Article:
Thus the recent introduction of contraception as a common issue for the Catholic/Evangelical alliance is a new thing, but the alliance has a considerable history behind it. Non-Catholics may have difficulty linking contraception with abortion, but it is noteworthy that one reason for Catholic opposition to the HHS regulation is that the required contraception includes the so-called “morning after pill”—which according to Catholic moral teaching constitutes abortion. But the protesters are empirically correct: This confrontation is not about contraception. It is about freedom of religion. That is a central item of the American political creed, and the Obama White House is right in not wanting to be seen as its adversary.

We know from a mass of survey data that religiously conservative people tend to be politically conservative as well, and therefore tending to vote Republican. This is not only true of conservative Protestants (mostly Evangelicals) and conservative Catholics, but also of Orthodox Jews, Eastern Orthodox Christians and Mormons. What brings them together is not theology, but opposition to an aggressive secularism still powerful in elite culture and strongly represented in the “base” of the Democratic party. Catholics and Evangelicals together make up the largest numbers in this anti-secularist camp. The strengthening of the ties between them is an important political reality. It may be described as a redefinition of who is “we” and who is “them”—the secularists are the “them”. “We” may differ on a lot of things, but we know that we are not “them”. The enthusiastic response of many Evangelicals to the Catholic Rick Santorum may be a significant sign of this shift.

  • Jbird

    Nice, measured writeup of the issue. thanks. The issue doesn’t end at only religious freedom though. One commentator, Mark Steyn pointed out that the legislation gives the power to the HHS Sec. to define care down to “tooth level surveillance” (actual wording). Is it possible for government to become more intrusive than “tooth level”?

    as an aside the Neuhaus-Colson document was about as popular around my Reformed household as NT Wright’s “New Perspectives on Paul”, which is to say, not very. If I wanted to be Roman Catholic, I’d go join the Roman Catholic Church. However, there are many social issues all Christians and indeed other religions like Islam can work together on. Abortion, family issues, etc being chief examples. This is probably why so many American Muslims were actually republicans before the 2nd war in Iraq. And why the Hispanic voting bloc is not necessarily locked into the Democrat party.

  • Jbird

    as followup, should the government decide that insurance should cover female circumcision would there be the same condemnation of those who objected because they found it morally repugnant? If the government can mandate coverage for morning after pills why couldn’t they mandate coverage of cliterectomies?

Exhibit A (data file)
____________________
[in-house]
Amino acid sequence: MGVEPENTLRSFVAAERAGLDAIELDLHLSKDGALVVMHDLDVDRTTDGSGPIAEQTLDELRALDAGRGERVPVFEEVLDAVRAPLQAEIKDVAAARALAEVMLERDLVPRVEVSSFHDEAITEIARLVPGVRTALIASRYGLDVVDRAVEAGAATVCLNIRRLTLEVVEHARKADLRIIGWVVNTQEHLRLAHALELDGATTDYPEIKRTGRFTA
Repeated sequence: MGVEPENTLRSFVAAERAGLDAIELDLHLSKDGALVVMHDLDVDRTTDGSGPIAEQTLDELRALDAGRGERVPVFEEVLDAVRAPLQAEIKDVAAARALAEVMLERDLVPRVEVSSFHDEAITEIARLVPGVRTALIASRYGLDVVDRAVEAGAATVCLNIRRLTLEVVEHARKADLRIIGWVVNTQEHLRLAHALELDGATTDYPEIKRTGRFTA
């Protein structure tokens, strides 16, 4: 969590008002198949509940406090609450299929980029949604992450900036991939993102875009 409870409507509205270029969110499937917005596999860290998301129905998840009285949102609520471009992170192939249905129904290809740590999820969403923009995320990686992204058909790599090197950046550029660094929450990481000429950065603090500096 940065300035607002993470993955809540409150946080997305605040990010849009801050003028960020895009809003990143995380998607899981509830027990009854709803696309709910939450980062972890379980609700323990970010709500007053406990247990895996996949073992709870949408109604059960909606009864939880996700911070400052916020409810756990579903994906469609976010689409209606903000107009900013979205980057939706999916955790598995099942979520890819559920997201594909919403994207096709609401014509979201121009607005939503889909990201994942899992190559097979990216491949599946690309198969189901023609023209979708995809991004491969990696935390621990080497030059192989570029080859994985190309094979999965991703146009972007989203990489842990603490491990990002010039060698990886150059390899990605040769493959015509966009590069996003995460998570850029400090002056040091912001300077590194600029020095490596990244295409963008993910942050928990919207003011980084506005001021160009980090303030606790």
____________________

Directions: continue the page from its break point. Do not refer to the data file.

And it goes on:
• Dan

    I agree with Jbird’s second post about govt-mandated coverage of procedures considered morally repugnant by some. That’s why Berger is way off the mark when he characterizes the Obama “compromise” as principled and pragmatic rather than a paternalistic curbing of religious freedoms.

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  • Kohl Haas

    This puts women in the category of government-financed playgrounds. Sort of like the National Parks except they are mobile. Does that mean a tax-paying male can demand sex from any of them, any time, on demand? “If I pay, I want to play”.
    Next we can have the government pay for toothpaste and mouth wash?

    What privileges will women taxpayers get?

  • Rockerbabe

    Culture wars, the war against women. . .why is it that “culture” always seem to mean subsugation of women and their interest? If one wants to change the culture, maybe men should take a long look in the mirror.

    Most crime, 85% or so is committed by men, so says the FBI. Most incidents of domestic violence is male against female; 90% of all rapes are men against women. Most of this country’s money goes for the things men want; military might and the overwhelming desire to use it at all cost, sporting events that may or may not include women; sport’s magazines that feature scantily clade women, who have no self-respect. The notion that calling males “ladies” is well, what it is, degratory.

    Most drug uses and sellers are men; most aronist are men, the vast majority of serial murders are men, althought not all of their victims are female.

    It is as though the religious leaders haven’t come into the 21st century. They still think of women as property, instead of people with rights. After all, they speak about us as if we are not in the room; deaf if you will. Property doesn’t respond back, property doesn’t have right, wants, needs or desires and may not even have a history. Property is disposable upon the whim of the owner. I guess the males in the church really do think we are property. What a joke; property with the right to vote, own property of its own, work and earn money. Maybe someday, women will stop supporting these men and their disrespectful attitudes towards women.

  • http://www.heavensmydestination.blogspot.com Nicodemus

    Very good.